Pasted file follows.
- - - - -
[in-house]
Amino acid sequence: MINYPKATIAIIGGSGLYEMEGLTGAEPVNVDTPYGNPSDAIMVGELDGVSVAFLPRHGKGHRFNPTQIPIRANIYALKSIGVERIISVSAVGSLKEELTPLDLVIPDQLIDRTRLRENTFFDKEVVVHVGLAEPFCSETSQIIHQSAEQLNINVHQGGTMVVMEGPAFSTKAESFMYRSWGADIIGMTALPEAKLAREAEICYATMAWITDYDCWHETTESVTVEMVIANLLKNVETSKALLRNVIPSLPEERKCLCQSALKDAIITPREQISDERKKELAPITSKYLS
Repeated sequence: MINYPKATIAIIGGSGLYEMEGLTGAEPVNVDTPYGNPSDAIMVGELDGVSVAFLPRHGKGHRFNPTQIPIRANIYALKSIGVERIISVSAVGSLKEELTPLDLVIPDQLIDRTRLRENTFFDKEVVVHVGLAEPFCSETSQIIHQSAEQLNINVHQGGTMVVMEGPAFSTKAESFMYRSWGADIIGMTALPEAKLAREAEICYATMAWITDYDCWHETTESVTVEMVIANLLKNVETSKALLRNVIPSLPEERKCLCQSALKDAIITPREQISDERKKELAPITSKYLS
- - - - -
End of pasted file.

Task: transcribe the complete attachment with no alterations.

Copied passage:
[in-house]
Amino acid sequence: MINYPKATIAIIGGSGLYEMEGLTGAEPVNVDTPYGNPSDAIMVGELDGVSVAFLPRHGKGHRFNPTQIPIRANIYALKSIGVERIISVSAVGSLKEELTPLDLVIPDQLIDRTRLRENTFFDKEVVVHVGLAEPFCSETSQIIHQSAEQLNINVHQGGTMVVMEGPAFSTKAESFMYRSWGADIIGMTALPEAKLAREAEICYATMAWITDYDCWHETTESVTVEMVIANLLKNVETSKALLRNVIPSLPEERKCLCQSALKDAIITPREQISDERKKELAPITSKYLS
Repeated sequence: MINYPKATIAIIGGSGLYEMEGLTGAEPVNVDTPYGNPSDAIMVGELDGVSVAFLPRHGKGHRFNPTQIPIRANIYALKSIGVERIISVSAVGSLKEELTPLDLVIPDQLIDRTRLRENTFFDKEVVVHVGLAEPFCSETSQIIHQSAEQLNINVHQGGTMVVMEGPAFSTKAESFMYRSWGADIIGMTALPEAKLAREAEICYATMAWITDYDCWHETTESVTVEMVIANLLKNVETSKALLRNVIPSLPEERKCLCQSALKDAIITPREQISDERKKELAPITSKYLS